Also in Scotland, anti-jihad lawyer Aamer Anwar receives death threats.
He's probably worried that he'll end up like Bangladeshi secular activist Mohammed Nazim Uddin, who was hacked to death with machetes in Dhaka.
I'd been planning to post something on the Brussels airport attacks, but then the Easter Sunday attacks in Lahore came up. Refreshingly, CNN has run a piece on anti-Christian violence and discrimination in Pakistan. (This Guardian columnist managed to write an entire piece without mentioning the words Islam, Muslim, Christian, or Easter.)
Matthew Fisher of the National Post (Canada) reports that Africans in Brussels have no patience for the "discrimination made us do it" narrative.
Anyway, it seems there may be some 50 Islamic State supporters working at BRU.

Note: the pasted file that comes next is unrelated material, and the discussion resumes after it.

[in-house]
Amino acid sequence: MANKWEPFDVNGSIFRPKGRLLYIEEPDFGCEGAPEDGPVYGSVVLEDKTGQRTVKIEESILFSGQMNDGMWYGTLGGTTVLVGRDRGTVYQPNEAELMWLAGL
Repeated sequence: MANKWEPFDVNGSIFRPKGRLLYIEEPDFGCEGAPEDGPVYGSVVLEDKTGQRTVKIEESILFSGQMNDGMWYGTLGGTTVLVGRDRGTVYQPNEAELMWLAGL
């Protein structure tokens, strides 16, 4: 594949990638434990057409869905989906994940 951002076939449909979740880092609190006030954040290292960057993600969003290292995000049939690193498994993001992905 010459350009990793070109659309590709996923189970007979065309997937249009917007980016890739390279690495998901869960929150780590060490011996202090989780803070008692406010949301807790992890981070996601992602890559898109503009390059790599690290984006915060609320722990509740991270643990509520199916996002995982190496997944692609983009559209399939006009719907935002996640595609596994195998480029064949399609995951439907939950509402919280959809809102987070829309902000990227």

[UPDATE: This excellent just-published piece by Claire Berlinski on terrorism and Belgium is a must-read.]
Meanwhile in Sweden, an Israeli-born teacher was told point-blank that she couldn't work because of her Israeli origin.
Here in the States, Jerusalem mayor Nir Barkat was shouted down at San Francisco State University. 'Campus police and security called to the lecture hall reportedly protected the mayor but did not stop the protesters.'
And just in time for Passover, you'll be happy to know that the blood libel does not violate Facebook's community standards.
Finally, on a marginally positive note, the Kenya government posthumously honored the Muslim hero who stood with Christians during a terror attack.